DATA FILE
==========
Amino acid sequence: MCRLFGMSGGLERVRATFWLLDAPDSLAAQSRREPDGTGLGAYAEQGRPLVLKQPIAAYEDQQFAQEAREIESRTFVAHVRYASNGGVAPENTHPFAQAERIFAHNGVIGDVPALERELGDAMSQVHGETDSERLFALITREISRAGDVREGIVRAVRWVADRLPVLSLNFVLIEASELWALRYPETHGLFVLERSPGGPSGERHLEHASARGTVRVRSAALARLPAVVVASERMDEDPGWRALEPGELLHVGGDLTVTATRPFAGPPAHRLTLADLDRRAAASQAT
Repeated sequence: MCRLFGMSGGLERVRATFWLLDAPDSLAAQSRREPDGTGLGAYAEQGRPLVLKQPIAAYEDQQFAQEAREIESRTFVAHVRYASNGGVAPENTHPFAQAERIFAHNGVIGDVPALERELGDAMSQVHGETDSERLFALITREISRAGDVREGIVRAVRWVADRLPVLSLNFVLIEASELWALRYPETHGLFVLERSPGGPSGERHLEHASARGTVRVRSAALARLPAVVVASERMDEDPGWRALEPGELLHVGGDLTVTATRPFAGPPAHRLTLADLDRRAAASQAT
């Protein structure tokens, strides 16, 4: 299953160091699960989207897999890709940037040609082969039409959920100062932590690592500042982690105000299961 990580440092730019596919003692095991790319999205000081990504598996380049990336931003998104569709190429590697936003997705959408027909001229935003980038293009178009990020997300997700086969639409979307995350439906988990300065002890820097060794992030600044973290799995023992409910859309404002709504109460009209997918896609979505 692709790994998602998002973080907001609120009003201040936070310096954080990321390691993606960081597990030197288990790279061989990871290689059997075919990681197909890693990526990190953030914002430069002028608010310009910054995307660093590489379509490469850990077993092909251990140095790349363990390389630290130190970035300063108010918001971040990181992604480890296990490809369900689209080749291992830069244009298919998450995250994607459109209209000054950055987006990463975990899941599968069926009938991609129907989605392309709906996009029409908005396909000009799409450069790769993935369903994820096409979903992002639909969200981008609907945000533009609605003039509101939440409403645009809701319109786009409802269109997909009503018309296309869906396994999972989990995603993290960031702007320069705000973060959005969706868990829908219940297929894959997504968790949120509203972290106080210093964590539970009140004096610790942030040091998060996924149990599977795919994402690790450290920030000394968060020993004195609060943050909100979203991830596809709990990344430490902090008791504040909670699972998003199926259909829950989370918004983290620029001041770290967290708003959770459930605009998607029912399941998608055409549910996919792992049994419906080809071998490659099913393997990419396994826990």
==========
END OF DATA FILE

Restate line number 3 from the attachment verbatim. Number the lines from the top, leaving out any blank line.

């Protein structure tokens, strides 16, 4: 299953160091699960989207897999890709940037040609082969039409959920100062932590690592500042982690105000299961 990580440092730019596919003692095991790319999205000081990504598996380049990336931003998104569709190429590697936003997705959408027909001229935003980038293009178009990020997300997700086969639409979307995350439906988990300065002890820097060794992030600044973290799995023992409910859309404002709504109460009209997918896609979505 692709790994998602998002973080907001609120009003201040936070310096954080990321390691993606960081597990030197288990790279061989990871290689059997075919990681197909890693990526990190953030914002430069002028608010310009910054995307660093590489379509490469850990077993092909251990140095790349363990390389630290130190970035300063108010918001971040990181992604480890296990490809369900689209080749291992830069244009298919998450995250994607459109209209000054950055987006990463975990899941599968069926009938991609129907989605392309709906996009029409908005396909000009799409450069790769993935369903994820096409979903992002639909969200981008609907945000533009609605003039509101939440409403645009809701319109786009409802269109997909009503018309296309869906396994999972989990995603993290960031702007320069705000973060959005969706868990829908219940297929894959997504968790949120509203972290106080210093964590539970009140004096610790942030040091998060996924149990599977795919994402690790450290920030000394968060020993004195609060943050909100979203991830596809709990990344430490902090008791504040909670699972998003199926259909829950989370918004983290620029001041770290967290708003959770459930605009998607029912399941998608055409549910996919792992049994419906080809071998490659099913393997990419396994826990």